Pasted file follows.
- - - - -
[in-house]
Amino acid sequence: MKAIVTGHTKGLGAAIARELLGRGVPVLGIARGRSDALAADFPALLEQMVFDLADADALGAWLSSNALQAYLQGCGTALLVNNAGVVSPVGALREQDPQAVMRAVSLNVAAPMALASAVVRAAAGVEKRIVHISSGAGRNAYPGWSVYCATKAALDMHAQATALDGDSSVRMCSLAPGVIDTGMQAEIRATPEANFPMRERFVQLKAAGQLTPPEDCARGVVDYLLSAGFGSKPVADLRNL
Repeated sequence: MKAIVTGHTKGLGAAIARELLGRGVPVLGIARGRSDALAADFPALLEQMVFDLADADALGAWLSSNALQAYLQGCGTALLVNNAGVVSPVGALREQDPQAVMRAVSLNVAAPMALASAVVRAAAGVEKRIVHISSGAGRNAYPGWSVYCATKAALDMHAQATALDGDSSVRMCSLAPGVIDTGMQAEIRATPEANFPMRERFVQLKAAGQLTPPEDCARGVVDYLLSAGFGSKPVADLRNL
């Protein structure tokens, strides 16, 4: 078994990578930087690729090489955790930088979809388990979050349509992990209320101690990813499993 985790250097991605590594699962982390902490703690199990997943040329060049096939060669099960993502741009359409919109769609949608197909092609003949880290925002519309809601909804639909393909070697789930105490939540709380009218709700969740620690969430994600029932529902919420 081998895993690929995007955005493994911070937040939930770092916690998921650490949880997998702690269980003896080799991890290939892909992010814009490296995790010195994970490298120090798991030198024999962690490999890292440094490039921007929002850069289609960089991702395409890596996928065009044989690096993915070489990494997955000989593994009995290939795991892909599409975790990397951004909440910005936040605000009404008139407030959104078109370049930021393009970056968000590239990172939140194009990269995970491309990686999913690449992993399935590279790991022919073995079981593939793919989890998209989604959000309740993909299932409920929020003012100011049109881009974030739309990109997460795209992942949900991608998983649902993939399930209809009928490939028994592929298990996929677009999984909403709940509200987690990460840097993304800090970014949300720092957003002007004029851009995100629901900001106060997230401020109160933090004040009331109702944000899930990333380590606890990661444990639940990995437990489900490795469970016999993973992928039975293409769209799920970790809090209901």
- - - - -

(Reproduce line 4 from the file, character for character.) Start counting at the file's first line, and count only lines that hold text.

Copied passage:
């Protein structure tokens, strides 16, 4: 078994990578930087690729090489955790930088979809388990979050349509992990209320101690990813499993 985790250097991605590594699962982390902490703690199990997943040329060049096939060669099960993502741009359409919109769609949608197909092609003949880290925002519309809601909804639909393909070697789930105490939540709380009218709700969740620690969430994600029932529902919420 081998895993690929995007955005493994911070937040939930770092916690998921650490949880997998702690269980003896080799991890290939892909992010814009490296995790010195994970490298120090798991030198024999962690490999890292440094490039921007929002850069289609960089991702395409890596996928065009044989690096993915070489990494997955000989593994009995290939795991892909599409975790990397951004909440910005936040605000009404008139407030959104078109370049930021393009970056968000590239990172939140194009990269995970491309990686999913690449992993399935590279790991022919073995079981593939793919989890998209989604959000309740993909299932409920929020003012100011049109881009974030739309990109997460795209992942949900991608998983649902993939399930209809009928490939028994592929298990996929677009999984909403709940509200987690990460840097993304800090970014949300720092957003002007004029851009995100629901900001106060997230401020109160933090004040009331109702944000899930990333380590606890990661444990639940990995437990489900490795469970016999993973992928039975293409769209799920970790809090209901």